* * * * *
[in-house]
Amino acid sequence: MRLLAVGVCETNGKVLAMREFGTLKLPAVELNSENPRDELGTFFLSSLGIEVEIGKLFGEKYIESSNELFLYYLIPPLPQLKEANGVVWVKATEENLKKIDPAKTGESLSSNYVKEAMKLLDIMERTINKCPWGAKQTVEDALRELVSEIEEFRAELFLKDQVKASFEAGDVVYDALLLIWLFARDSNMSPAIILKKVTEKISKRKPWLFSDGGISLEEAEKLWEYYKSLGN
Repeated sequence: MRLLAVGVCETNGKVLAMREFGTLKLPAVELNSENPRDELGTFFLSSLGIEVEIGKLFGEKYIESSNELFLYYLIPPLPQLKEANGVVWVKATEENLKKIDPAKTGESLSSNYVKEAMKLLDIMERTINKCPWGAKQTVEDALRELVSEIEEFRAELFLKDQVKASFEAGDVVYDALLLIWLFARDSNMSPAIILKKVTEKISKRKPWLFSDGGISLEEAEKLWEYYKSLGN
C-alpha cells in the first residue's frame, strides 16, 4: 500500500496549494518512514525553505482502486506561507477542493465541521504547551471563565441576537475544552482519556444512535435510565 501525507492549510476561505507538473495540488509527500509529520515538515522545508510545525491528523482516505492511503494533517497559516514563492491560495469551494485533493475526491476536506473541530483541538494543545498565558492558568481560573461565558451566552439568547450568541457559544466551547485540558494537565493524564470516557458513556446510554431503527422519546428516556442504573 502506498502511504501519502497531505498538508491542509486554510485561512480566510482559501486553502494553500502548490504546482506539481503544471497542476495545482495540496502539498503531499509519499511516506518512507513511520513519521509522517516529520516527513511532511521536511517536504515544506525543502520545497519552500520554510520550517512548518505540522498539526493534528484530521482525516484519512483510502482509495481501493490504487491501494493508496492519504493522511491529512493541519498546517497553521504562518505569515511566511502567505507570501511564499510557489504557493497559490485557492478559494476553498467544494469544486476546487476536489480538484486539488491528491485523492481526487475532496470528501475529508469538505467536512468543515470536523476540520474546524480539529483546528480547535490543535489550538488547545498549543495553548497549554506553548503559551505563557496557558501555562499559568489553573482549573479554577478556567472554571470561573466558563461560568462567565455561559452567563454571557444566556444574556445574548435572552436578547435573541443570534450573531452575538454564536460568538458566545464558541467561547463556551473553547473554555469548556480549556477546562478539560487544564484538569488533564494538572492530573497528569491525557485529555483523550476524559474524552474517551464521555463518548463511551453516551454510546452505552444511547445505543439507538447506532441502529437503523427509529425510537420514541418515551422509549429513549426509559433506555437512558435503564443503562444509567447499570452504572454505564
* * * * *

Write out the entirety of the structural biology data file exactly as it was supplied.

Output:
[in-house]
Amino acid sequence: MRLLAVGVCETNGKVLAMREFGTLKLPAVELNSENPRDELGTFFLSSLGIEVEIGKLFGEKYIESSNELFLYYLIPPLPQLKEANGVVWVKATEENLKKIDPAKTGESLSSNYVKEAMKLLDIMERTINKCPWGAKQTVEDALRELVSEIEEFRAELFLKDQVKASFEAGDVVYDALLLIWLFARDSNMSPAIILKKVTEKISKRKPWLFSDGGISLEEAEKLWEYYKSLGN
Repeated sequence: MRLLAVGVCETNGKVLAMREFGTLKLPAVELNSENPRDELGTFFLSSLGIEVEIGKLFGEKYIESSNELFLYYLIPPLPQLKEANGVVWVKATEENLKKIDPAKTGESLSSNYVKEAMKLLDIMERTINKCPWGAKQTVEDALRELVSEIEEFRAELFLKDQVKASFEAGDVVYDALLLIWLFARDSNMSPAIILKKVTEKISKRKPWLFSDGGISLEEAEKLWEYYKSLGN
C-alpha cells in the first residue's frame, strides 16, 4: 500500500496549494518512514525553505482502486506561507477542493465541521504547551471563565441576537475544552482519556444512535435510565 501525507492549510476561505507538473495540488509527500509529520515538515522545508510545525491528523482516505492511503494533517497559516514563492491560495469551494485533493475526491476536506473541530483541538494543545498565558492558568481560573461565558451566552439568547450568541457559544466551547485540558494537565493524564470516557458513556446510554431503527422519546428516556442504573 502506498502511504501519502497531505498538508491542509486554510485561512480566510482559501486553502494553500502548490504546482506539481503544471497542476495545482495540496502539498503531499509519499511516506518512507513511520513519521509522517516529520516527513511532511521536511517536504515544506525543502520545497519552500520554510520550517512548518505540522498539526493534528484530521482525516484519512483510502482509495481501493490504487491501494493508496492519504493522511491529512493541519498546517497553521504562518505569515511566511502567505507570501511564499510557489504557493497559490485557492478559494476553498467544494469544486476546487476536489480538484486539488491528491485523492481526487475532496470528501475529508469538505467536512468543515470536523476540520474546524480539529483546528480547535490543535489550538488547545498549543495553548497549554506553548503559551505563557496557558501555562499559568489553573482549573479554577478556567472554571470561573466558563461560568462567565455561559452567563454571557444566556444574556445574548435572552436578547435573541443570534450573531452575538454564536460568538458566545464558541467561547463556551473553547473554555469548556480549556477546562478539560487544564484538569488533564494538572492530573497528569491525557485529555483523550476524559474524552474517551464521555463518548463511551453516551454510546452505552444511547445505543439507538447506532441502529437503523427509529425510537420514541418515551422509549429513549426509559433506555437512558435503564443503562444509567447499570452504572454505564